Libel Cases Diminish, Study Reports; but Access Litigation Is on the Rise
Frenette, Liza, Folio: the Magazine for Magazine Management
Libel cases diminish, study reports
Chicago--High cost, headline-making libel cases are finally thinning out, according to a nationwide survey by The Society of Professional Journalists (SPJ). The reason: Plaintiffs have realized that weak cases will not hold their own in court, and the media have taken a more careful look at handling stories and complaints, the study reveals.
At the same time, however, courts are facing more cases in access litigation, according to the four-month survey titled "Media Litigation '88." The increase in access disputes, the survey says, results from increased courtroom and public meeting closings, combined with the routine sealing of court documents.
Still, "for the first time in recent memory, news organizations are disposing of old libel actions faster than plaintiffs are filing new ones," reports the survey. Just two or three years ago, for example, the Miami Herald at times was faced with up to 10 pending libel actions, according to the survey. But only one case--filed in 1983--remains today. Libel cases have dropped about 17 percent in the last three years, compared to the average from the previous five years, reports Paul O'Brien, an attorney for Mutual Insurance Company of Bermuda, one of the industry's largest libel insurers.
In contrast to access laws, libel is well defined, and these boundaries are finally holding back plaintiffs, the survey states. "This heavy burden of proof, the result of more than 20 years of the Supreme Court's grappling with centuries-old libel law, is now beginning to have its designed 'chilling effect' on potential libel plaintiffs," the SPJ says in its report.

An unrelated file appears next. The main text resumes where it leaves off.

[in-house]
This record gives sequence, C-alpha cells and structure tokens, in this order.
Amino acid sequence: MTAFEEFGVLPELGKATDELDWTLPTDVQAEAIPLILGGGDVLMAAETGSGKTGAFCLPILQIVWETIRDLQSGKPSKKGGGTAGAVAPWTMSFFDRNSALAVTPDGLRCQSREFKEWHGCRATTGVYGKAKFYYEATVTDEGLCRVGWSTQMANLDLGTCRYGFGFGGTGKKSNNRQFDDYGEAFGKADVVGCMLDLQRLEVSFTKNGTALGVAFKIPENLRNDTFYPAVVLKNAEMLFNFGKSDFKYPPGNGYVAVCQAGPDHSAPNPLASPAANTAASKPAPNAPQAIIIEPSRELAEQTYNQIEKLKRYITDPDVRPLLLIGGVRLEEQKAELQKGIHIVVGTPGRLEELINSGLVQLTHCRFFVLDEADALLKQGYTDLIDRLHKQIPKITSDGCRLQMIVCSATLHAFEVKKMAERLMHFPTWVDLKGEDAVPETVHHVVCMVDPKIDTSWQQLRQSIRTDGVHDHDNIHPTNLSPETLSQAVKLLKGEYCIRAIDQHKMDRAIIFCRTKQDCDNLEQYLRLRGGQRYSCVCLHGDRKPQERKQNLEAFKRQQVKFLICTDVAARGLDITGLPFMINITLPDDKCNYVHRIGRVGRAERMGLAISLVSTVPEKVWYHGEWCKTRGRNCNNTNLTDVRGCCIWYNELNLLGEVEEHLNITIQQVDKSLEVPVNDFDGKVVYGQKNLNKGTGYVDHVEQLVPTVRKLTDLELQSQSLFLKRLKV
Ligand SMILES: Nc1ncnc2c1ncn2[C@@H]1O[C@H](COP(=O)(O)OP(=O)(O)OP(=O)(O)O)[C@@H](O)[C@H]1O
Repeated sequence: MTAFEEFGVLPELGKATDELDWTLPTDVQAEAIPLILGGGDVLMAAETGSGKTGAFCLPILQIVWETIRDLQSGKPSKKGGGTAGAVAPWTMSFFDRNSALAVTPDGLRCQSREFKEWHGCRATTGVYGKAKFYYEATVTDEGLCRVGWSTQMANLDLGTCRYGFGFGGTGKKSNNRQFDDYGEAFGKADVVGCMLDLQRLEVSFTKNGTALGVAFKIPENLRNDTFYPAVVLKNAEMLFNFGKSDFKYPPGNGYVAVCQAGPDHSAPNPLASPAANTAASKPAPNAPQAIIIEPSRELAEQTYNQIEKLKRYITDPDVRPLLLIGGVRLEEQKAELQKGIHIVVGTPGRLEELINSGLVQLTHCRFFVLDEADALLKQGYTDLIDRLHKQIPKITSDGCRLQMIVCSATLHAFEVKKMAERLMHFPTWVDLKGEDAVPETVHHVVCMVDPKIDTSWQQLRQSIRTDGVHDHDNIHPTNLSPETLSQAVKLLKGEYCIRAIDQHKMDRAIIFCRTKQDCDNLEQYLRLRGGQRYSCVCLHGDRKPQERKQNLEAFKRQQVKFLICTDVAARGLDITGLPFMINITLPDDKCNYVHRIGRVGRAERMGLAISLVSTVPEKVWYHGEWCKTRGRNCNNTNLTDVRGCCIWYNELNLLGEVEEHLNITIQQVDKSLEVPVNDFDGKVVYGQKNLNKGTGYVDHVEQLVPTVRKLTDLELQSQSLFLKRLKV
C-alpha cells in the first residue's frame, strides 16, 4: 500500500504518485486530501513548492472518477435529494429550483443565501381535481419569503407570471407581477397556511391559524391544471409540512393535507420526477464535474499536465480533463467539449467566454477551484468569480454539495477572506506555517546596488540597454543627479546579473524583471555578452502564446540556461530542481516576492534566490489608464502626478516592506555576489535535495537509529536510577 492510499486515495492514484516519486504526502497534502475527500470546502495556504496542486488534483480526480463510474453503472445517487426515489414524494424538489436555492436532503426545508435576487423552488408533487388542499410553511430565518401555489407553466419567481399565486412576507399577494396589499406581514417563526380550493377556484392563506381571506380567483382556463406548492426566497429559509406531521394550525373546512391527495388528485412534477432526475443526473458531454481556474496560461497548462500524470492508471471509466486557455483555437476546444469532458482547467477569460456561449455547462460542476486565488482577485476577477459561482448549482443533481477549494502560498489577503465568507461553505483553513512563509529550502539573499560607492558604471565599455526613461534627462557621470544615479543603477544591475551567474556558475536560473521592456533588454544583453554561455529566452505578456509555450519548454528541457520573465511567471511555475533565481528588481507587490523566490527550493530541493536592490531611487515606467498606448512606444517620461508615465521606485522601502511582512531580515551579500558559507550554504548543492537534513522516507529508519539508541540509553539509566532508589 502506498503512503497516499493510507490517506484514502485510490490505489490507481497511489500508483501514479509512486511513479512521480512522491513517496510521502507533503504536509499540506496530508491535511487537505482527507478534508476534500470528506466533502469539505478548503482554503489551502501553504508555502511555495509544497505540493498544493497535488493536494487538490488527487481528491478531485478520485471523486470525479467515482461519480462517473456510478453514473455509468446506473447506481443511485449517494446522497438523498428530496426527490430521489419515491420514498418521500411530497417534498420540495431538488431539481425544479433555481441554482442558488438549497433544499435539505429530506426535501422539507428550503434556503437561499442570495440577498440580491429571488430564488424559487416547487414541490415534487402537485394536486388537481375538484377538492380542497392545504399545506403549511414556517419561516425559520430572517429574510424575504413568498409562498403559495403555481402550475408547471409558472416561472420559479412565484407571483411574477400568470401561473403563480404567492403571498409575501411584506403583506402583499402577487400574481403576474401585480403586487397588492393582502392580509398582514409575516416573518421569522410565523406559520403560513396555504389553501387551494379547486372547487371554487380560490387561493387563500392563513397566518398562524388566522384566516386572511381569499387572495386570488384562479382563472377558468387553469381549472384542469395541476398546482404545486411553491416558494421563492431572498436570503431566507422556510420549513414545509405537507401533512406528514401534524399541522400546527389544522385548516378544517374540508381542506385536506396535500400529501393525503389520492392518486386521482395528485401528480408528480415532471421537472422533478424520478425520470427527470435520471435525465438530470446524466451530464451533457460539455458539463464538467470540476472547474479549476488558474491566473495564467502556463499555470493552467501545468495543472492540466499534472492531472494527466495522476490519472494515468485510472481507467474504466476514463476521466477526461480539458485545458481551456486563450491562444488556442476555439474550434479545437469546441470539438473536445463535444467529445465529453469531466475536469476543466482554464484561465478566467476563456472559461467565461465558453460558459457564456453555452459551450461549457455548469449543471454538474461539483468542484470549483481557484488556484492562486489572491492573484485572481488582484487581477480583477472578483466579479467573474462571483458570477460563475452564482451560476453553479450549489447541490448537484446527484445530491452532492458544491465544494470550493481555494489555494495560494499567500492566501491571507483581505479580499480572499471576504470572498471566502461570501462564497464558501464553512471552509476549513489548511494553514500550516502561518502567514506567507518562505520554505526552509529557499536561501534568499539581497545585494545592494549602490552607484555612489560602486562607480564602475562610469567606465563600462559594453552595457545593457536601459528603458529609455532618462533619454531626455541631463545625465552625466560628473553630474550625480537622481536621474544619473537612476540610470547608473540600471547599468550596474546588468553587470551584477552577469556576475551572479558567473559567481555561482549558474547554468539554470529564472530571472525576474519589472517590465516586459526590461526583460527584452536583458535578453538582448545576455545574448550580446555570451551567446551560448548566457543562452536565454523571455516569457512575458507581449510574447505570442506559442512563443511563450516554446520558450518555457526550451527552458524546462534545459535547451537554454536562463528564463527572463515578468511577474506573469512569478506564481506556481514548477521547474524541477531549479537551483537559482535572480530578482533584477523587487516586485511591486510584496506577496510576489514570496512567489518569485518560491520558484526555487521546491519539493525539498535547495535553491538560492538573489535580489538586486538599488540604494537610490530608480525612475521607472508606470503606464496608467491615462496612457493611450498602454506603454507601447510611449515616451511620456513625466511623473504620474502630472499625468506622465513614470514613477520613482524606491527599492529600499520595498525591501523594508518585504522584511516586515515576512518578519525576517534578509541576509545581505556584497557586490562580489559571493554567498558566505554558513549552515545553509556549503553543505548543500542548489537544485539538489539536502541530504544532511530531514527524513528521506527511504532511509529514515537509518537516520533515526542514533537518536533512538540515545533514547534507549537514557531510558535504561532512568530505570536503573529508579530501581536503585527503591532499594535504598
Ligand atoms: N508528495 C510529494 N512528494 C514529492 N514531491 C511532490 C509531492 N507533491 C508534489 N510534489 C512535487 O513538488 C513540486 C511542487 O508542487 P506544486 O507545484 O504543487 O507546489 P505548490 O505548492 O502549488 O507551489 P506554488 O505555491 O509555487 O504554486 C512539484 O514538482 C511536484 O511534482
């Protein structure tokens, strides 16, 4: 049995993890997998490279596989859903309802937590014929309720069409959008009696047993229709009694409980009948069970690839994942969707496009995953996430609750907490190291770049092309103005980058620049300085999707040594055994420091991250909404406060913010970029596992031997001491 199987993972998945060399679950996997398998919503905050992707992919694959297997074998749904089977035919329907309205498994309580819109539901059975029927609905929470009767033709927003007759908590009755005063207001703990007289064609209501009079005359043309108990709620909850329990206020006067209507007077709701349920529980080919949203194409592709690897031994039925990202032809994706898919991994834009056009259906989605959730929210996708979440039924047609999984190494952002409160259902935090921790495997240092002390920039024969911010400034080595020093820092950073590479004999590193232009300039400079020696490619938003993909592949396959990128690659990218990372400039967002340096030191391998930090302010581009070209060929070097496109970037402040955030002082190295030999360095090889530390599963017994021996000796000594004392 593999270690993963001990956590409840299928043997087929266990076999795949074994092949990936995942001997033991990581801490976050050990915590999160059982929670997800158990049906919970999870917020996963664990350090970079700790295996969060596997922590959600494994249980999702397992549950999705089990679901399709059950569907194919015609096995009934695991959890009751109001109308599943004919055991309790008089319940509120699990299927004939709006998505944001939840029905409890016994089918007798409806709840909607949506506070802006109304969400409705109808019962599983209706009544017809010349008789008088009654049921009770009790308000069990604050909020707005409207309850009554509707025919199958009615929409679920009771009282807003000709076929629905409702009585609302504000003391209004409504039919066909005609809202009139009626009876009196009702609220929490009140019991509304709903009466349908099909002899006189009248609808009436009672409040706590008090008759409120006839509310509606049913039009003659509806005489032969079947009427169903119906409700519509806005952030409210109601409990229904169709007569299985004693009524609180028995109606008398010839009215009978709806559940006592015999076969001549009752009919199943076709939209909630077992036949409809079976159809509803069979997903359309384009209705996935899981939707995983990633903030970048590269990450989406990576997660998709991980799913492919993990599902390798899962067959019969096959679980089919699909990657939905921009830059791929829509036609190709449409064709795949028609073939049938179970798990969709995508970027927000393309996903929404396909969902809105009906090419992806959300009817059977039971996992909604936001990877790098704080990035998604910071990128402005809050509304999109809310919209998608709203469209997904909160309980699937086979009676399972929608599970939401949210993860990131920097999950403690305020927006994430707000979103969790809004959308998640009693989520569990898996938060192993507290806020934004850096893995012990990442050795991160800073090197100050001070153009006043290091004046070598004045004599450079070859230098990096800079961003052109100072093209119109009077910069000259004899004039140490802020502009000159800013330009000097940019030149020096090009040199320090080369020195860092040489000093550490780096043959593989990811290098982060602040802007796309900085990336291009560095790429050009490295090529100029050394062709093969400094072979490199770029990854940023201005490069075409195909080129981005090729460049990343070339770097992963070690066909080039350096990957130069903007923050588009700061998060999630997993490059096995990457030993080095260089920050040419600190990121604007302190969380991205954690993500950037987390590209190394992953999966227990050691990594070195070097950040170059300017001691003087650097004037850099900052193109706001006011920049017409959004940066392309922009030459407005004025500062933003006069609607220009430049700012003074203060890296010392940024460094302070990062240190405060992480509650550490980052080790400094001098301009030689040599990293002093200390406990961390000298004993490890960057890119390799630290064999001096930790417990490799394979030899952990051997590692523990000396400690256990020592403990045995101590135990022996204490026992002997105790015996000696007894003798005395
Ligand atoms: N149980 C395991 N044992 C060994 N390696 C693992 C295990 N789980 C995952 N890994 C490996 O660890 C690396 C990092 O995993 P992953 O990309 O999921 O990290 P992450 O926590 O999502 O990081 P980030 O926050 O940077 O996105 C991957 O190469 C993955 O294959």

In addition, the notable long and expensive cases--General Ariel Sharon against Time Inc., William Westmoreland against CBS, and Mobil Oil Company president William Tavoulareas against The Washington Post--have discouraged weak claims, according to the study.
"The Sharon and Westmoreland trials have been instrumental in the decrease in libel suits," states New York Times attorney George Freeman in the report.
The media has also renewed efforts to prevent libel claims, states the study of 31 newspapers, broadcast stations and news organizations. Recent actions include closer editorial supervision of investigative reporting, more frequent use of media lawyers to preview sensitive or potentially libelous stories, and willingness to publish corrections or clarifications when appropriate. …